Unbeknownst to any of them, these five characters are all connected in some way and may hold the clues to the reason why their plane crashed, not to mention an answer to where they’ve ended up. The details are gradually revealed as the events unravel, and it was a captivating journey to discover the truth – even in spite of the many confusing moments along the way. To be honest, this book ventured a little too far into hard sci-fi territory for me to feel truly comfortable, and even though I was able to follow the plot just fine, a lot of the themes that came up later in the book are just not topics I find interesting. Be that as it may, I didn’t actually dislike this book; I found most of the story very enjoyable in fact, and even liked how it ended (as opposed to how I felt about Lost!) but it’s difficult to ignore the technology aspects that I personally couldn’t get into.

As for my thoughts that are specific to the audio version, I’m always happy listening to multi-narrator books and I thought both Nicola Barber and Scott Aiello delivered excellent performances. They portrayed Harper and Nick respectively, and voiced their own characters’ dialogue even when they were in the other character’s perspectives, giving this audiobook a quasi full-cast feel without it actually being a full-cast production. With their natural performances, the two narrators also made a lot of the dialogue sound a lot less awkward than the way it probably looked on paper.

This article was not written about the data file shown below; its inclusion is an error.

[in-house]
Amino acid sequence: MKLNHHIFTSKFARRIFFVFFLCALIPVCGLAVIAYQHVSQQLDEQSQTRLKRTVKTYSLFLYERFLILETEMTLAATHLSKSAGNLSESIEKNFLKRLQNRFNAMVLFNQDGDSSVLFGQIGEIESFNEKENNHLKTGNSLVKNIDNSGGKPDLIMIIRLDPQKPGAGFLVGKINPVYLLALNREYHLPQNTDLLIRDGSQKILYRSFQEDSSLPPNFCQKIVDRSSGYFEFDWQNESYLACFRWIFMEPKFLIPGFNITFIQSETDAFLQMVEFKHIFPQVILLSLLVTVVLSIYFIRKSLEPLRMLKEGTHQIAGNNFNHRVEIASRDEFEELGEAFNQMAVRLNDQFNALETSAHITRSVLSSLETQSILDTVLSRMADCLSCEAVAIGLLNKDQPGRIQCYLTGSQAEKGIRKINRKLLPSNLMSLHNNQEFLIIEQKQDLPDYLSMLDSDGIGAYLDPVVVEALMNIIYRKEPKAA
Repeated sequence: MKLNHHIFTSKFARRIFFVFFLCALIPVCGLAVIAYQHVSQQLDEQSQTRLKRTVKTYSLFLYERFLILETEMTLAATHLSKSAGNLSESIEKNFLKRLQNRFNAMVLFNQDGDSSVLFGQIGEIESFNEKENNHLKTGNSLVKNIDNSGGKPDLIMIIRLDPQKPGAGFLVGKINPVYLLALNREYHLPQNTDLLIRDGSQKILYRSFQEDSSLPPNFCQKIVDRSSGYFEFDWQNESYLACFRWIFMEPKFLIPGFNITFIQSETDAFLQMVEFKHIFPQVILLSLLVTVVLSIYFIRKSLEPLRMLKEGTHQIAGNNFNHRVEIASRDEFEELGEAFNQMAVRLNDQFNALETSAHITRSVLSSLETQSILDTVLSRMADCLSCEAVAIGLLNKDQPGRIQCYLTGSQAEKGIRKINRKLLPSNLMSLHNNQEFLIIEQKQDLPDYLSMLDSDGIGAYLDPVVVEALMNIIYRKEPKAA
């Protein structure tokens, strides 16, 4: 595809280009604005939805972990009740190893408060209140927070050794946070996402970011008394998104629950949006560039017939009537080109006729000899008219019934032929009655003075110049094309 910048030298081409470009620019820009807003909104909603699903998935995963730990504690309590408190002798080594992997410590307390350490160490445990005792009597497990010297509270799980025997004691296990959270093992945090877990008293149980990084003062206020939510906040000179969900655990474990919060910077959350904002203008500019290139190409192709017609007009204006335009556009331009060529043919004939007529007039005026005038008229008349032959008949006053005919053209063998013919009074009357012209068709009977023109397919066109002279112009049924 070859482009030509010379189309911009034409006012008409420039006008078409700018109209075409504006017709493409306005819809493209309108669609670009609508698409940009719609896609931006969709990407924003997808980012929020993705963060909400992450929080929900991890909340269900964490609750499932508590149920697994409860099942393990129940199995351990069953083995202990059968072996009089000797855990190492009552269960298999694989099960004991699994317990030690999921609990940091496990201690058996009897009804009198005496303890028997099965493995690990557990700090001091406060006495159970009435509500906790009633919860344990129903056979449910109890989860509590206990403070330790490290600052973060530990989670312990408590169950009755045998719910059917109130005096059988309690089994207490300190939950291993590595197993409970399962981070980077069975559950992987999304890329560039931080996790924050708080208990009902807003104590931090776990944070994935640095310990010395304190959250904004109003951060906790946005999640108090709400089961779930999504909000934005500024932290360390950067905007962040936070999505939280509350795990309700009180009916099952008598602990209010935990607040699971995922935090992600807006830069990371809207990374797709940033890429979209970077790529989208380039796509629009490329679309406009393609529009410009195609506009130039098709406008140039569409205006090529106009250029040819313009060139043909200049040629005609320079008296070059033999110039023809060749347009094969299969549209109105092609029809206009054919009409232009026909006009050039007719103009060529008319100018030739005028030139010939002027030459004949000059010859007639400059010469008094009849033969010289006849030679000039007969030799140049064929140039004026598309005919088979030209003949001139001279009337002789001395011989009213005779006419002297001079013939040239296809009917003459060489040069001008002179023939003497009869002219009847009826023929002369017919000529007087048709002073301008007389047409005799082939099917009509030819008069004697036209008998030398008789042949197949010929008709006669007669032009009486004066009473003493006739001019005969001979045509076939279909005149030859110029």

In truth, I don’t think I would have fared as well reading the print version of this, given the propensity for my eyes to glaze over when they come upon pages of technobabble, especially when they have to do with subjects like the quantum theories of time travel. My brain has a better time when this stuff is read to me, so I was quite happy with my decision to listen to Departure in audio format. This is a book I might have enjoyed more if it had been the survival adventure I expected, but all told it’s a pretty solid book with a story that will no doubt appeal more to sci-fi thriller fans who also enjoy some conspiracy with their mystery.